Matthew: On the one hand, watching sweaty Archer and Sato canoodling after vigorous coitus is not something I want to do with my kids. On the other hand, her nightie recalls Lt. Marlena Moreau's perfectly. Putting Reed in the MACO getup? Great touch. Devising a rank scheme and keeping it consistent throughout the Enterprise jumpers, complete with altered patches? Now you're just showing off, guys. They really went all out on the costumes here, and it is appreciated.

Kevin: Lastly, I have to heap specific love on the title sequence. Just a masterwork of self-parody. I think the one that clinched it for me was the shuttle doing a bombing run rather a triumphant arc over the lunar colony. They could have gotten away without it and relied WWII B-roll in lieu of majestic sailing ships, but the little touches really showed the audience we weren't in Kansas anyone, and it did it all with zero exposition.

Matthew: 100% agreed on the title sequence, especially the replacement of music. I could imagine some sort of "Dark Faith of the Heart" rendition, but it might veer into comedy, then.


Kevin: This is a highly enthusiastic 4 from me. It's a fun concept that rides the knife's edge of fan service quite skillfully. What holds this back from a 5 is the lack of some deeper story. It's a confection, and a good one, but the ambition of the story is not to be more than that, not that that is in any way a 'bad' thing. This is on par with Trials and Tribble-ations, and that had the added reach of being something of a shocking technical achievement at the time to boot. It feels like I'm being hard on the episode, but I don't mean to be. This episode was, above all, extremely fun and dazzlingly executed. The only bad thing I can say about the quality of fan service in this episode is that it would shine brighter against a darker background. Imagine if they had resisted the urge to introduce the Ferengi or whatever for four seasons before dropping this gem. The only real damning thing I can say is that this show and the characters it created were better realized in two episodes than our main cast was in two seasons. It's kind of the Shran effect. They did such a good job with him, it calls into question when we couldn't do it with our regular cast. But I'm getting away from myself. This episode is truly a gift for the long-time fan, and just a hoot to watch. Prior to this review, I really had not done a re-watch of Enterprise, and I'm honestly not likely to after, but I will certainly pop this one in for some good popcorn-focused fun again.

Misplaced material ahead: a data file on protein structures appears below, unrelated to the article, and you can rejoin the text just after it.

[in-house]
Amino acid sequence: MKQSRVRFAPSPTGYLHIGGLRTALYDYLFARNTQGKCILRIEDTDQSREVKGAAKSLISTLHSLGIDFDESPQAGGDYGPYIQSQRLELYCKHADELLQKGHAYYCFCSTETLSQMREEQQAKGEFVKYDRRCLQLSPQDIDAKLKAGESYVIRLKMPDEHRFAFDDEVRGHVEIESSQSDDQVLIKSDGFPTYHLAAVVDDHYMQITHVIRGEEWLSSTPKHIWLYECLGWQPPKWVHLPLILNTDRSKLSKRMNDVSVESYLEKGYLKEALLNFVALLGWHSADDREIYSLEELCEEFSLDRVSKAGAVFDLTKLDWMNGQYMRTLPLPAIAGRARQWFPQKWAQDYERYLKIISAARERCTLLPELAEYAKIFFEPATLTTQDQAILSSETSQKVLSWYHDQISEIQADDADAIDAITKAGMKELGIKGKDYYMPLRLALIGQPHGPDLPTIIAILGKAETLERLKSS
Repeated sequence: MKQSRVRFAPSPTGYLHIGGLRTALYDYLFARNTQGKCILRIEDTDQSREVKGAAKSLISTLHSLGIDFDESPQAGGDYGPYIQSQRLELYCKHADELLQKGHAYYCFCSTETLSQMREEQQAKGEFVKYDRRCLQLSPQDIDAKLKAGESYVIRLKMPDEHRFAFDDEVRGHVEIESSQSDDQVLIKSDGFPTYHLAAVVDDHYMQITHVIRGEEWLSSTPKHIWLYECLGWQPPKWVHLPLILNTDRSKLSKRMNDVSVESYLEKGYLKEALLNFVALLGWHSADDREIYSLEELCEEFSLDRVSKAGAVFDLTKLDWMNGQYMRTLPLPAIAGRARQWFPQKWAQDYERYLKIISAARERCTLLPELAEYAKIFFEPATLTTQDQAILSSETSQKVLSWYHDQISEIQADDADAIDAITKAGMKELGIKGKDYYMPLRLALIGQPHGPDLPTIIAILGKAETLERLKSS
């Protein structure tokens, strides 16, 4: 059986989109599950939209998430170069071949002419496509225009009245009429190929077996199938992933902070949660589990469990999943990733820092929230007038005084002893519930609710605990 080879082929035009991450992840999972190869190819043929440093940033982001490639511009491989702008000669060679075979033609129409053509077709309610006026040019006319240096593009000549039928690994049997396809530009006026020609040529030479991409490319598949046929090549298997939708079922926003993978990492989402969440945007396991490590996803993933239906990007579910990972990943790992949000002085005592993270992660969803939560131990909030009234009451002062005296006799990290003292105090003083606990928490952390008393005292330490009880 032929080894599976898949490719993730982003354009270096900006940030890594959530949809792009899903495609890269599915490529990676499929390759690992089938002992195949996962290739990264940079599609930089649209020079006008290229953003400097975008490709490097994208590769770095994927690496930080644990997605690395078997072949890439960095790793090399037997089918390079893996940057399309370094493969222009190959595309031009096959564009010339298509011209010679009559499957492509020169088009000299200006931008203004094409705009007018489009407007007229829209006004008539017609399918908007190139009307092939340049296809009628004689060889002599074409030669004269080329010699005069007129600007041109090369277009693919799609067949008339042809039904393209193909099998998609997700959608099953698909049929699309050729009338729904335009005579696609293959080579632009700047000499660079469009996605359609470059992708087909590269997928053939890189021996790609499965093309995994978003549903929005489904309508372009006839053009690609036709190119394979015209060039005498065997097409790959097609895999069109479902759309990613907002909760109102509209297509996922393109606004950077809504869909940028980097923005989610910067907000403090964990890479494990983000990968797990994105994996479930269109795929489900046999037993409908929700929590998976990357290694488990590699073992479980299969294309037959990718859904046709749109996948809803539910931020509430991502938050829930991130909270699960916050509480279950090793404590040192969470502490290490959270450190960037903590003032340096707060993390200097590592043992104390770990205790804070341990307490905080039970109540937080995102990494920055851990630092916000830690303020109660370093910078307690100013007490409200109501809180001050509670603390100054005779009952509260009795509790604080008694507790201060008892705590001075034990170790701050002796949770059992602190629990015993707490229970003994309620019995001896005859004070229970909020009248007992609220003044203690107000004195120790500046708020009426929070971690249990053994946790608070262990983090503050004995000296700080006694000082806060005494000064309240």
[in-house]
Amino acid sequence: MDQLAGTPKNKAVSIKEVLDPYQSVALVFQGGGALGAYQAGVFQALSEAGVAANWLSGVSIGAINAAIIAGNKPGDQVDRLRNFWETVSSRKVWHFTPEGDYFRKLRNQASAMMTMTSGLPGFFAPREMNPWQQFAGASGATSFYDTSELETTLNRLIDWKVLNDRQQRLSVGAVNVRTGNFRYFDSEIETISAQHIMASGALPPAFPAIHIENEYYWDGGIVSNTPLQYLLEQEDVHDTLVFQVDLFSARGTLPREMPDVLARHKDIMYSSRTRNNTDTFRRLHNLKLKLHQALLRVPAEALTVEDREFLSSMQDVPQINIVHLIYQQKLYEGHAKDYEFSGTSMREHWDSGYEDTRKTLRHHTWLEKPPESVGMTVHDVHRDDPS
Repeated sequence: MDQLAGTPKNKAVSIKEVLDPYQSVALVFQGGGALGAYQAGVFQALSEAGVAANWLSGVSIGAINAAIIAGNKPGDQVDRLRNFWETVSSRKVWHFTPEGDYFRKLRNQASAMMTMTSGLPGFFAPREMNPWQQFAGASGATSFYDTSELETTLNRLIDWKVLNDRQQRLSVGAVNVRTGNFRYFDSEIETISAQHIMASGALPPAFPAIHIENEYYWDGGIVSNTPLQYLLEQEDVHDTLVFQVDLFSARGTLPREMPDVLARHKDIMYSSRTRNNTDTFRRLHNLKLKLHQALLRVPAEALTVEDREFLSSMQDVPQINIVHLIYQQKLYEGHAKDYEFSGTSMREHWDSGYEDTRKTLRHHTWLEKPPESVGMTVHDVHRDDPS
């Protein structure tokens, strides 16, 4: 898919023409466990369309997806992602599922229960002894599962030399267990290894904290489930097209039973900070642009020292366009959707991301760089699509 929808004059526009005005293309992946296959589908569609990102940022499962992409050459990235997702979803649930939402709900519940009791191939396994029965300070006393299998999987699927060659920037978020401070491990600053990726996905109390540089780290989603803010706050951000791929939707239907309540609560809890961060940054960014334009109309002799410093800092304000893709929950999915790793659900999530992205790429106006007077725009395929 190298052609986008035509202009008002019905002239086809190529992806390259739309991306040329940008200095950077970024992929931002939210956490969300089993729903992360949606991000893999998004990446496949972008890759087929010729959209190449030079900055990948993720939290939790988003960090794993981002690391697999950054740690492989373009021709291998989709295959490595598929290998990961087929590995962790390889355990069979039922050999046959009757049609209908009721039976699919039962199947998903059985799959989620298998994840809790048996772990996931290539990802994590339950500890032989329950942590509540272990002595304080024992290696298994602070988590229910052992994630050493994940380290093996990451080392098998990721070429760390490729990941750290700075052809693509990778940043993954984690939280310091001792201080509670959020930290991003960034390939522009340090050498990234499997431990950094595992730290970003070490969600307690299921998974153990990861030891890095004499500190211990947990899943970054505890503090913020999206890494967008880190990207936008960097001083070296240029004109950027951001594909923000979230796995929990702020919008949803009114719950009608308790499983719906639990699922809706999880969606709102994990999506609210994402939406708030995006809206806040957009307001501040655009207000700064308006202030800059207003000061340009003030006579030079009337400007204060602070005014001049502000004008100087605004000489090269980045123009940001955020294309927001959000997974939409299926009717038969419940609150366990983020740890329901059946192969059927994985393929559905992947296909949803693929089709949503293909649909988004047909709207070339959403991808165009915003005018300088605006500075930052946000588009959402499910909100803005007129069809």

Matthew: I think this reaches the 5. The reasons are three: the stellar production values, including a note-perfect recreation of a TOS Constitution class ship; the balls-to-the-wall acting from all players, including the oft neglected Linda Park and Anthony Montgomery; and a clever, consistently engaging story. Does it propose a grand ethical dilemma, or provide an explanation for this bizarre world? Nope. But it cleverly integrates continuity, entertainingly riffs on Enterprise's characters and situations, and just keeps one's attention rapt on screen. THIS is how fan service is done - by telling a good story using the "member berries," not just spreading them around willy-nilly without regard for context or import. That makes our total a 9.

1 comment:

  1. It's a really nice breather. Is it silly? Yes. Is it putting characters and larger developments in neutral? Sure. Is it entertaining? Ab-so-lutely! And in the end, I can't complain about that.